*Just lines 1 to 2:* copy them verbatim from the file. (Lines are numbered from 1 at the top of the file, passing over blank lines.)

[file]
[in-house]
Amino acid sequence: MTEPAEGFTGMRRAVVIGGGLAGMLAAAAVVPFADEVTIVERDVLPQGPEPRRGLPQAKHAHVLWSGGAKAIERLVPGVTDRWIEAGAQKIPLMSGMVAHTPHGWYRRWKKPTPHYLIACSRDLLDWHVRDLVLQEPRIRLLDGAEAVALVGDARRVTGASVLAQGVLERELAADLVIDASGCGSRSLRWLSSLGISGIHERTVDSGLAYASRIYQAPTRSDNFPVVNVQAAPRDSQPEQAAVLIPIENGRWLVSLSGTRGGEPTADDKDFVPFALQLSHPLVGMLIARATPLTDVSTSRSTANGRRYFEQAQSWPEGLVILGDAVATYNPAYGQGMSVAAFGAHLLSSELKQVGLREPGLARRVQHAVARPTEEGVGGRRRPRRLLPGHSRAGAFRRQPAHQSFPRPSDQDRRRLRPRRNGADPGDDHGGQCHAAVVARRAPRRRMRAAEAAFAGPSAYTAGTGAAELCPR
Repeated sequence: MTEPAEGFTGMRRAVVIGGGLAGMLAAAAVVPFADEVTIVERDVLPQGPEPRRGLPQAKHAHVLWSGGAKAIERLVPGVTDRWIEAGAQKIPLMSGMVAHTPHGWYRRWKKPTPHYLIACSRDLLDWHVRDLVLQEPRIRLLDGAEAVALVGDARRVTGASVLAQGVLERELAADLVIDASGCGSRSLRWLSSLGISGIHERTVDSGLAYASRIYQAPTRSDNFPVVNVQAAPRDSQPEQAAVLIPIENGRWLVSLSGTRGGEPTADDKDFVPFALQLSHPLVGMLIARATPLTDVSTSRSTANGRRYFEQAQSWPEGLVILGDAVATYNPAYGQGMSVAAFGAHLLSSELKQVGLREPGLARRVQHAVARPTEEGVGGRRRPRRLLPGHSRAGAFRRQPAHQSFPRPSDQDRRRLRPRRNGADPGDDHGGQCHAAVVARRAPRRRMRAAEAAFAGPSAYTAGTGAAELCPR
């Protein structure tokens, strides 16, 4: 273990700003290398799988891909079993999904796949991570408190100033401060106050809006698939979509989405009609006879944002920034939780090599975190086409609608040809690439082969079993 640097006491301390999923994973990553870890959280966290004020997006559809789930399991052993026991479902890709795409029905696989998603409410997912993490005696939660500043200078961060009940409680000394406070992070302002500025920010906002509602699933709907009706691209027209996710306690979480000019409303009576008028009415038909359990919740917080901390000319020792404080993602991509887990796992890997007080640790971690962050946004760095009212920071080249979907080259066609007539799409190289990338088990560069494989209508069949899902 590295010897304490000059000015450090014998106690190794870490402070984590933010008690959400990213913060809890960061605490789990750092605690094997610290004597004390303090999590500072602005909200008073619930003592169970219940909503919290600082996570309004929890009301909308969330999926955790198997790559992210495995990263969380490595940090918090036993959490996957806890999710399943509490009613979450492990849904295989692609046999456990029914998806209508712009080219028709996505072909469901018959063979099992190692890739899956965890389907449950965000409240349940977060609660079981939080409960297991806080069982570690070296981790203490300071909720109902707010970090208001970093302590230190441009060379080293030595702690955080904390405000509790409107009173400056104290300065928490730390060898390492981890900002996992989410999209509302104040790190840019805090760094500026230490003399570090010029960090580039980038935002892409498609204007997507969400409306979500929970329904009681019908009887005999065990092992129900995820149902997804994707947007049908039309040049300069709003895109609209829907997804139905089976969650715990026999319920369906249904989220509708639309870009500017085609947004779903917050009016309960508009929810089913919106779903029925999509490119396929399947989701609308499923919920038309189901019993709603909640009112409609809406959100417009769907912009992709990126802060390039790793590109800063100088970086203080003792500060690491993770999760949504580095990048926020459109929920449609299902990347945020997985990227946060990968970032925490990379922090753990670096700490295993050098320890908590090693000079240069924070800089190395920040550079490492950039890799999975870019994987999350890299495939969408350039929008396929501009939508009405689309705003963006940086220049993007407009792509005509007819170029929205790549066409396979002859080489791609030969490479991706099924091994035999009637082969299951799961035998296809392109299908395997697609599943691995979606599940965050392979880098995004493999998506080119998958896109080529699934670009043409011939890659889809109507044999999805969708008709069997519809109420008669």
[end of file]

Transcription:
[in-house]
Amino acid sequence: MTEPAEGFTGMRRAVVIGGGLAGMLAAAAVVPFADEVTIVERDVLPQGPEPRRGLPQAKHAHVLWSGGAKAIERLVPGVTDRWIEAGAQKIPLMSGMVAHTPHGWYRRWKKPTPHYLIACSRDLLDWHVRDLVLQEPRIRLLDGAEAVALVGDARRVTGASVLAQGVLERELAADLVIDASGCGSRSLRWLSSLGISGIHERTVDSGLAYASRIYQAPTRSDNFPVVNVQAAPRDSQPEQAAVLIPIENGRWLVSLSGTRGGEPTADDKDFVPFALQLSHPLVGMLIARATPLTDVSTSRSTANGRRYFEQAQSWPEGLVILGDAVATYNPAYGQGMSVAAFGAHLLSSELKQVGLREPGLARRVQHAVARPTEEGVGGRRRPRRLLPGHSRAGAFRRQPAHQSFPRPSDQDRRRLRPRRNGADPGDDHGGQCHAAVVARRAPRRRMRAAEAAFAGPSAYTAGTGAAELCPR